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Longtime race relations worker envisions ongoing Baptist progress

JACKSON, Miss. (BP)–Navigating deserted back roads in complete darkness. A cross burned on a lawn. Bright headlights following too closely, too late at night. Anonymous threats. Being misunderstood by peers and criticized by strangers. Living long enough to see a dream realized and his beloved state changed.

Richard Brogan’s 43-year ministry of racial reconciliation could be the basis for a Hollywood screenplay, if only Hollywood made movies about ministers who faithfully follow God’s call despite the danger to life and career.

Brogan, who retired at the end of the year from his position as the consultant for the Mississippi Baptist Convention Board’s consultant for black church extension, chaplaincy, seminary extension and student summer missions, reminisced about the providence and protection provided by the Lord at crucial points in his ministry.

“I was placed in a position of being a peacemaker and, hopefully, creating some good will between two races that were at each other’s throats,” he reflected.

There was definitely a shortage of good will in the 1960s for making peace between the races in Mississippi, as anyone who lived through that era can attest. Brogan forged ahead, however.

“I remember being followed home from a meeting at an African American church in the Delta. An African American preacher and I were riding together that night. The car followed us closely for several miles; we didn’t know what was going to happen,” he recalled.

The car eventually dropped away, and Brogan and his passenger arrived home safely.

“That was terrifying,” Brogan said.

There was also a cross burned on his lawn late one night when Brogan lived in the community of Soso in Jones County.

“Nothing happens instantly. The work of racial reconciliation was a challenge then, and it continues to be a challenge today,” he said.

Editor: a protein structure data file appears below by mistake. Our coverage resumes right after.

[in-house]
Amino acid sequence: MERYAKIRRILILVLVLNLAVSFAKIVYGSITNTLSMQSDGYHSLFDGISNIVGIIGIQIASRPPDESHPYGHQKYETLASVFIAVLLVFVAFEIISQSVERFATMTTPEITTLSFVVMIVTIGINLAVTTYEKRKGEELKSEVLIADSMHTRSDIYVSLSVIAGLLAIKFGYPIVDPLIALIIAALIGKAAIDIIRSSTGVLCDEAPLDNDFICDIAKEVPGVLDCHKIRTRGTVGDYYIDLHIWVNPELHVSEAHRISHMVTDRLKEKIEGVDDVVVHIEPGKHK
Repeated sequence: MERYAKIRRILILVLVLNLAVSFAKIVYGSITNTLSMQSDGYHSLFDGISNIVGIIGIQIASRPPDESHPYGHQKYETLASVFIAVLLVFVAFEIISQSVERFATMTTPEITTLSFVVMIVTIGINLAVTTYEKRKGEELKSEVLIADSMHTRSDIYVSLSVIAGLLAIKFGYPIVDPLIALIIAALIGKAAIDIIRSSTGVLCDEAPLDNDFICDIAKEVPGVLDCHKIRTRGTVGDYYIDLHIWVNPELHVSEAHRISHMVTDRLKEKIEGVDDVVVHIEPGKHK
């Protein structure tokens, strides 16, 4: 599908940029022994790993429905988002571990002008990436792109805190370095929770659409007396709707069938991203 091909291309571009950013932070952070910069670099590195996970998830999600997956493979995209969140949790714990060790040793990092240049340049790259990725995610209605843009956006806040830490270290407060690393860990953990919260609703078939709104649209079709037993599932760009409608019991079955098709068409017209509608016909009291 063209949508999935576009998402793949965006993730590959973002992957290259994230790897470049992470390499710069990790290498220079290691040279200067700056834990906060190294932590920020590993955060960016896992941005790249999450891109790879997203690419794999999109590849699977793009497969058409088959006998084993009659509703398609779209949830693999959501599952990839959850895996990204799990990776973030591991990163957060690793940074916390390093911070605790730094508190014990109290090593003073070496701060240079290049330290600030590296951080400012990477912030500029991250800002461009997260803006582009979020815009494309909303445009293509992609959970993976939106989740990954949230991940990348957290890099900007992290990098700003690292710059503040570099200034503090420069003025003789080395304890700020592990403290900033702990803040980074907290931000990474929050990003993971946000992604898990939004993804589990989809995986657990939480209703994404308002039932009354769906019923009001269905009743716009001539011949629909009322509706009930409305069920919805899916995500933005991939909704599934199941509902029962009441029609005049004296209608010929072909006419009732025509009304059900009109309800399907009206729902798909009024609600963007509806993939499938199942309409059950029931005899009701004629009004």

Brogan became immersed in the ministry of racial reconciliation while serving as a contract consultant for Mississippi Baptists from 1967-71, working with the late W.P. Davis, a Mississippi Baptist legend for his forward-looking relationships with African American churches and ministers in the state during the time of greatest turmoil among the races.

Brogan signed on as a full-time consultant with the convention board in August 1971, and was director of work with National Baptists until he departed 1978 to become president of predominantly African American Mississippi Baptist Seminary in Jackson.

Brogan returned to the Baptist Building in 1988 to direct Mississippi Baptists’ program to facilitate new church starts in the African American community, and he eventually took on other duties including work with chaplains and the Mississippi River Ministry.

He foresees a promising road ahead for those who inherit his pioneering work as it moves toward maturity.

“I hope more and more African Americans will be given the opportunity — and will accept the responsibility — of helping shape the Mississippi Baptist Convention for the future,” Brogan said. “I believe the future belongs to Christians who can do ministry together; everyone has something to bring to the Lord’s table.”

Statistics from Southern Baptist Convention agencies indicate that the strongest rates of growth in the denomination are increasingly being recorded by churches that do not fit the traditional ethnic and racial profiles of the convention.

Southern Baptists count about 2,800 African African churches in the SBC, with about 25 African American churches in Mississippi relating to the state convention.

A growing number of Mississippi Baptist associations also are welcoming African American churches into their fellowship, records indicate.

“From these churches will come missionaries, church staffers, denominational workers and many others who will carry the message of Christ around the world,” Brogan said.

Much can be learned about the Lord’s work whenever churches of diverse racial backgrounds get together, he noted.

“The ‘white’ church can learn about worship from the ‘black’ church. The ‘black’ church can learn about organization and structure from the ‘white’ church. There are a lot of ways we can all become stronger in accomplishing the ministries the Lord left us to do.

“We need to work hard at being the church of Jesus Christ, as he meant it to be. If we can do that, we can change the culture,” Brogan said.

    About the Author

  • William H. Perkins Jr.